The reinvented Dallas Marathon will also contain more of what Lambert calls "wow moments" -- experiences designed to stick with runners well past the day of the race and bring them back in years to come.
Many races have long included musicians at strategic points on courses; the successful international Rock 'n' Roll race series is based entirely around the concept. But, Lambert observed that more and more runners were wearing earbuds.
He believes that visual entertainment leaves a more lasting impression. Dallas has yet to release its 2017 entertainment lineup, but Lambert says he envisions the race weekend eventually featuring acts like acrobats on trampolines, high-energy dancers and wild cheering sections decked out in extravagant designs.
The course itself is another key visual experience, he says; that's why it has been redrawn to include a full loop of White Rock Lake, as it did when it was founded in 1971 as the White Rock Marathon.
In 2014, organizers revised the course to include an out-and-back section that covered only the lake's west side, citing the fact that crowd support had been too sparse on the east side.
Participant surveys, however, found this move wildly unpopular, according to Lambert. Runners disliked a hard, uphill and lonely section along the Santa Fe Trail, which has been removed from the 2017 map.
Dallas resident David Douglas says he was "shocked" when course changes dramatically reduced the mileage at the lake.
"I think people really draw energy from the lake, always my favorite part of the course," he says. "It represents the mecca of Dallas running."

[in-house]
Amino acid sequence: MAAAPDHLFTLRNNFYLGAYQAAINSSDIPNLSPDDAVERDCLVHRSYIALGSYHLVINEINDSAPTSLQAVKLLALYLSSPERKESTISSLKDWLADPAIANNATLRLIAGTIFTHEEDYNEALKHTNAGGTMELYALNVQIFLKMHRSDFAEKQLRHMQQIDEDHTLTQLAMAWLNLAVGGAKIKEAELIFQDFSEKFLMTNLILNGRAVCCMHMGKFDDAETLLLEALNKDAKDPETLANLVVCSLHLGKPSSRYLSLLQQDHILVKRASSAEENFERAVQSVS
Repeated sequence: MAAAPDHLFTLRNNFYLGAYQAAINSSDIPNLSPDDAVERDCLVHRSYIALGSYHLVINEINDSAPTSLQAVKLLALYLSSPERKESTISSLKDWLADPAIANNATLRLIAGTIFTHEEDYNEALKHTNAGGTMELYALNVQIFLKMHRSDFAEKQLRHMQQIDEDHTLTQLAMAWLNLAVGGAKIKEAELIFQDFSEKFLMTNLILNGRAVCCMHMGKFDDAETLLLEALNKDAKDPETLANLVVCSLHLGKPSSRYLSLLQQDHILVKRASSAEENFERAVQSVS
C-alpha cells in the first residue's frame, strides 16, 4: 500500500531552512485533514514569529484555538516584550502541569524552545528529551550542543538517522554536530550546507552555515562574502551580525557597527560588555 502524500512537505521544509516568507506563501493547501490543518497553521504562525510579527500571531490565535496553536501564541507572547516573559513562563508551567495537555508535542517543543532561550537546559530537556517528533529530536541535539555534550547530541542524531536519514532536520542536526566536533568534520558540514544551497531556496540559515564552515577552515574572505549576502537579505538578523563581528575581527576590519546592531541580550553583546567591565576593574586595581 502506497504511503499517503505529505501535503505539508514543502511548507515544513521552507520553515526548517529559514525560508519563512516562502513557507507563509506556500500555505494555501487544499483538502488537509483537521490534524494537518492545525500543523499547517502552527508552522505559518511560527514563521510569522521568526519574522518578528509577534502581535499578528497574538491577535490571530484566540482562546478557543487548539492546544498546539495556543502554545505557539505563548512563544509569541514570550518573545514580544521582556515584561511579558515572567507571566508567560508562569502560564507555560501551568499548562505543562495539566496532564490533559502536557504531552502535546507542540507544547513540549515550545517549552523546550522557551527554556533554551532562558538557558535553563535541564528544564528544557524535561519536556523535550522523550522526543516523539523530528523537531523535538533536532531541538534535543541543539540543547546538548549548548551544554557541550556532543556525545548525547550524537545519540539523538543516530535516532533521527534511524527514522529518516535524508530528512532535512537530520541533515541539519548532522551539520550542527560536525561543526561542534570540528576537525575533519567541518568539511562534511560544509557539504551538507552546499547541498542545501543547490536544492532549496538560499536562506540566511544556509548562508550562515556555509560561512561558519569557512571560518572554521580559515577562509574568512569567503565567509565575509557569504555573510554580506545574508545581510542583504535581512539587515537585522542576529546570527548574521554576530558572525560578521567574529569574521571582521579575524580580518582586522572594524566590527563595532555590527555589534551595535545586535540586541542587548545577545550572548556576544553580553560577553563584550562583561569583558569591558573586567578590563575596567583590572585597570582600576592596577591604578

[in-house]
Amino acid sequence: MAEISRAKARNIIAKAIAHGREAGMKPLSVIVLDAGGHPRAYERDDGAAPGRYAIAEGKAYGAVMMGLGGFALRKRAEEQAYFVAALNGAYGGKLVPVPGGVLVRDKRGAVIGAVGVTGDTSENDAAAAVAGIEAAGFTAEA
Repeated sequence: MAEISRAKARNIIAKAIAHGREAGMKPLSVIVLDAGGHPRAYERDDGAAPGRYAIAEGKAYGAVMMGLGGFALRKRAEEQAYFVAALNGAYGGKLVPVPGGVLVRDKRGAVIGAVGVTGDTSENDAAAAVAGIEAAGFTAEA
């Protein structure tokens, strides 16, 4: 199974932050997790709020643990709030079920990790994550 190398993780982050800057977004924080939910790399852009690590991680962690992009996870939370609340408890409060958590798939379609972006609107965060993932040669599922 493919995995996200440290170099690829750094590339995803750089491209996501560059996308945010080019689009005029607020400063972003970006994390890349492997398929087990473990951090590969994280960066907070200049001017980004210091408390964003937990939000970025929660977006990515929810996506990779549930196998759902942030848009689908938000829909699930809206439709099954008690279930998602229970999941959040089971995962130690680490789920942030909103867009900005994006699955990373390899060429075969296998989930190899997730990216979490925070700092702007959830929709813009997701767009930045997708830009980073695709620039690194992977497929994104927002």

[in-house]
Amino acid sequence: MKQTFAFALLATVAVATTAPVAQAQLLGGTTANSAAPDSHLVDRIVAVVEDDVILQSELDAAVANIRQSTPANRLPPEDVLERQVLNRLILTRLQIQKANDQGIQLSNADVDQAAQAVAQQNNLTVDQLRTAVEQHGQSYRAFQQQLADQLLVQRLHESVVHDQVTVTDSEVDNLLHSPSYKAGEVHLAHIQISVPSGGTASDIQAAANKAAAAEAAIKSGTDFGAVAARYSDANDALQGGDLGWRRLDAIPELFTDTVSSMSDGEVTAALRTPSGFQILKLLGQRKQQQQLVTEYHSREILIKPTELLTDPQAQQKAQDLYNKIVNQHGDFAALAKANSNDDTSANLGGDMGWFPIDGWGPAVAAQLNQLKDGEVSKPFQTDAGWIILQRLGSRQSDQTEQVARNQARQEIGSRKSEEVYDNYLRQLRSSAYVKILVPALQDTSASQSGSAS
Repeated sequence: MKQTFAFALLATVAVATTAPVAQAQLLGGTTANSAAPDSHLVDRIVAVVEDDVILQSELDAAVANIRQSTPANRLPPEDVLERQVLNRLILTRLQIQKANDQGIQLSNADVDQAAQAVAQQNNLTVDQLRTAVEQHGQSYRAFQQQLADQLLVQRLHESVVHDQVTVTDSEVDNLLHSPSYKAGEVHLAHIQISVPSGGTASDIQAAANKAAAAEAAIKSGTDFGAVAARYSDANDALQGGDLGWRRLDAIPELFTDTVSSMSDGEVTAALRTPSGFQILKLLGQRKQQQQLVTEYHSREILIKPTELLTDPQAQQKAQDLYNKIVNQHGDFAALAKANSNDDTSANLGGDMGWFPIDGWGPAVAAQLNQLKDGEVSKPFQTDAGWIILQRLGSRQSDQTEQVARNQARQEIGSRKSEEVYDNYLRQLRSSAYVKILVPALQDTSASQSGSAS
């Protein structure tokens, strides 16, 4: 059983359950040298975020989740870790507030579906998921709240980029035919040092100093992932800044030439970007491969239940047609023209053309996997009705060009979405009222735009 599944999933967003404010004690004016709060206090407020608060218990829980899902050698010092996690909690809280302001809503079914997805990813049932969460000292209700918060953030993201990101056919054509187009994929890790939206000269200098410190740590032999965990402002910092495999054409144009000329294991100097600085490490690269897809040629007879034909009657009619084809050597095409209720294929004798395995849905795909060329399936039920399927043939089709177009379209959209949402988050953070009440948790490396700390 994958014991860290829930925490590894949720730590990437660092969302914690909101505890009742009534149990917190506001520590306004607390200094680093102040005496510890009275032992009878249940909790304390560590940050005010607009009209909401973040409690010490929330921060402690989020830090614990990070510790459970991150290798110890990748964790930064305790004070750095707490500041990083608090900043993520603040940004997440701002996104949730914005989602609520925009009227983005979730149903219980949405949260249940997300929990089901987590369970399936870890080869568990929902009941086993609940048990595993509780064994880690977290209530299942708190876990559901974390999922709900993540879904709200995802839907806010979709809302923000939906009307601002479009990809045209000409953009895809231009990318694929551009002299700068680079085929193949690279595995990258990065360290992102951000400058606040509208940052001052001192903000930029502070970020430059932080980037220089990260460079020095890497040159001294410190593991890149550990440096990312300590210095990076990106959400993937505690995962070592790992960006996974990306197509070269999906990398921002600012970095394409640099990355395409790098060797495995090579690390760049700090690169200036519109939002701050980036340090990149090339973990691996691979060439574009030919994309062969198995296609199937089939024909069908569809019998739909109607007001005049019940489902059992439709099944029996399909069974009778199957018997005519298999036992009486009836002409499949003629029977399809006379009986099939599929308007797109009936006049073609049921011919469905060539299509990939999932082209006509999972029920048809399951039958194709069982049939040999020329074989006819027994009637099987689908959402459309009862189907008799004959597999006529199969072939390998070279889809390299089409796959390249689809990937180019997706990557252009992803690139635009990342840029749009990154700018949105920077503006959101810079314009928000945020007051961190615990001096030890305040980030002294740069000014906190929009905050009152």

Douglas spends hours there every week, completing most of his training on its paved pathways, which feel almost like a second home to him. In total, he has finished 23 marathons, all in the state of Texas, and the majority of them -- 16, in fact -- were the Dallas Marathon, his hometown race.
He's been there, done it, and can't wait to do it again.
Along the full marathon course, runners will experience famous architecture downtown, the luxurious homes in Highland Park, the roaring energy of spectator-packed patios on Greenville Avenue, the natural beauty surrounding White Rock Lake, the stately mansions along Swiss Avenue, and the artsy grit of Deep Ellum.
Neighborhoods will feature entertainment, from piano players to mariachi bands, to highlight the city's cultural diversity. Two new cheering stations will be installed on the east side of the lake to combat the former perceived lack of energy there.
Because some participants will run on both Saturday and Sunday, Lambert says it was important to intentionally create courses that highlight different, unique cultures within the city.
As the Dallas Marathon nears its half-century anniversary, Lambert is optimistic about its future. Lambert will likely be on the course on his bike this year, observing the experience and brainstorming ways to improve.
Why does it matter so much? Lambert calls himself a "part-time runner." He's being modest: He has finished two full marathons, including one at sport's origin in Athens, Greece. A bona fide sports tourist, he has plans to showcase Dallas as a city that's worth the trip.